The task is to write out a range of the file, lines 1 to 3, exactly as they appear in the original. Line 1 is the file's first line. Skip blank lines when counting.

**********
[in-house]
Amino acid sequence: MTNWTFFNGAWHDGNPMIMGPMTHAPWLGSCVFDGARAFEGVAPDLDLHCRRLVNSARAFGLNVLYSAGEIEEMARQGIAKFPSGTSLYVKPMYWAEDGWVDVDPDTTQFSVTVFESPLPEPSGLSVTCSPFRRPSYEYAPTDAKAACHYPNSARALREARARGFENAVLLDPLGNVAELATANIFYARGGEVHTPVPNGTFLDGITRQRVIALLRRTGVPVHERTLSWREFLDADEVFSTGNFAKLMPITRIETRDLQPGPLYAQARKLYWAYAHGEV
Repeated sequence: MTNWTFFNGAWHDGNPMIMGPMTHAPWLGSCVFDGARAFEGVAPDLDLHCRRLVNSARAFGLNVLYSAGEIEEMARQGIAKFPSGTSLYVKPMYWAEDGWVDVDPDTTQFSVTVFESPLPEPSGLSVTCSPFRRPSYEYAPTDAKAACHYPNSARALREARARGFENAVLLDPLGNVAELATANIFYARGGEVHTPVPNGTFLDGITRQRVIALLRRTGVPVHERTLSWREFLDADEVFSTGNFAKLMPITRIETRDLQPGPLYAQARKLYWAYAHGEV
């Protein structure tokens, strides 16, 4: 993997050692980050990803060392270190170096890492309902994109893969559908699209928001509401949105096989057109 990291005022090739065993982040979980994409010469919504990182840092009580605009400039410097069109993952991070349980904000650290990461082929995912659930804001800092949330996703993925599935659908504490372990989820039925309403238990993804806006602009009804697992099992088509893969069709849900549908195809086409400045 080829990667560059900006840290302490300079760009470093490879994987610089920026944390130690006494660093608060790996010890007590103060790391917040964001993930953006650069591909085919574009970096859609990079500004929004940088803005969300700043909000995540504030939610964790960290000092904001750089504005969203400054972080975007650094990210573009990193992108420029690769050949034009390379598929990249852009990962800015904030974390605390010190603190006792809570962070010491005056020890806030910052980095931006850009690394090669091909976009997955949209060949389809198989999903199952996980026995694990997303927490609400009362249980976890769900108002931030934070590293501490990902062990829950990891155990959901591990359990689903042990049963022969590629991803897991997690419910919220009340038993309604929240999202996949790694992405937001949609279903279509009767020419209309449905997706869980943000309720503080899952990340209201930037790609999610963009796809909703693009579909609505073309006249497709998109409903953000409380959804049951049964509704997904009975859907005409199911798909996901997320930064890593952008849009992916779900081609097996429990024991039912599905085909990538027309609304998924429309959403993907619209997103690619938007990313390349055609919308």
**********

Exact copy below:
[in-house]
Amino acid sequence: MTNWTFFNGAWHDGNPMIMGPMTHAPWLGSCVFDGARAFEGVAPDLDLHCRRLVNSARAFGLNVLYSAGEIEEMARQGIAKFPSGTSLYVKPMYWAEDGWVDVDPDTTQFSVTVFESPLPEPSGLSVTCSPFRRPSYEYAPTDAKAACHYPNSARALREARARGFENAVLLDPLGNVAELATANIFYARGGEVHTPVPNGTFLDGITRQRVIALLRRTGVPVHERTLSWREFLDADEVFSTGNFAKLMPITRIETRDLQPGPLYAQARKLYWAYAHGEV
Repeated sequence: MTNWTFFNGAWHDGNPMIMGPMTHAPWLGSCVFDGARAFEGVAPDLDLHCRRLVNSARAFGLNVLYSAGEIEEMARQGIAKFPSGTSLYVKPMYWAEDGWVDVDPDTTQFSVTVFESPLPEPSGLSVTCSPFRRPSYEYAPTDAKAACHYPNSARALREARARGFENAVLLDPLGNVAELATANIFYARGGEVHTPVPNGTFLDGITRQRVIALLRRTGVPVHERTLSWREFLDADEVFSTGNFAKLMPITRIETRDLQPGPLYAQARKLYWAYAHGEV